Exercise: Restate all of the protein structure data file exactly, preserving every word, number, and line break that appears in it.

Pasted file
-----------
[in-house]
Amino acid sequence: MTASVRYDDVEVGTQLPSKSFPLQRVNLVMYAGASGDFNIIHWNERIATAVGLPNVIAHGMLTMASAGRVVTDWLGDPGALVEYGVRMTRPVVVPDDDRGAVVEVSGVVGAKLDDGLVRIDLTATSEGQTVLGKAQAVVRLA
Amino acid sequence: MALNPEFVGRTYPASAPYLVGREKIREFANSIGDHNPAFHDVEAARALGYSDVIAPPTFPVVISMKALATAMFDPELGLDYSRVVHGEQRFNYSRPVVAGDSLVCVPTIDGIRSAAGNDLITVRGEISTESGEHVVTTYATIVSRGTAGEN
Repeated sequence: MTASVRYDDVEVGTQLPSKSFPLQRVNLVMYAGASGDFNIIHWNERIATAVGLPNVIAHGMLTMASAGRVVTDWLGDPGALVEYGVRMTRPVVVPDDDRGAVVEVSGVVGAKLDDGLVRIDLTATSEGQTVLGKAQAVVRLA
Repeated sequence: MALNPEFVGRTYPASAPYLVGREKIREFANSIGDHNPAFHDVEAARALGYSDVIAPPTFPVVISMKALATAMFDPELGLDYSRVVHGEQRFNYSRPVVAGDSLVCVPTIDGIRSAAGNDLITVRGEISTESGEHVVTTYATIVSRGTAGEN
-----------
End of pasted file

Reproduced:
[in-house]
Amino acid sequence: MTASVRYDDVEVGTQLPSKSFPLQRVNLVMYAGASGDFNIIHWNERIATAVGLPNVIAHGMLTMASAGRVVTDWLGDPGALVEYGVRMTRPVVVPDDDRGAVVEVSGVVGAKLDDGLVRIDLTATSEGQTVLGKAQAVVRLA
Amino acid sequence: MALNPEFVGRTYPASAPYLVGREKIREFANSIGDHNPAFHDVEAARALGYSDVIAPPTFPVVISMKALATAMFDPELGLDYSRVVHGEQRFNYSRPVVAGDSLVCVPTIDGIRSAAGNDLITVRGEISTESGEHVVTTYATIVSRGTAGEN
Repeated sequence: MTASVRYDDVEVGTQLPSKSFPLQRVNLVMYAGASGDFNIIHWNERIATAVGLPNVIAHGMLTMASAGRVVTDWLGDPGALVEYGVRMTRPVVVPDDDRGAVVEVSGVVGAKLDDGLVRIDLTATSEGQTVLGKAQAVVRLA
Repeated sequence: MALNPEFVGRTYPASAPYLVGREKIREFANSIGDHNPAFHDVEAARALGYSDVIAPPTFPVVISMKALATAMFDPELGLDYSRVVHGEQRFNYSRPVVAGDSLVCVPTIDGIRSAAGNDLITVRGEISTESGEHVVTTYATIVSRGTAGEN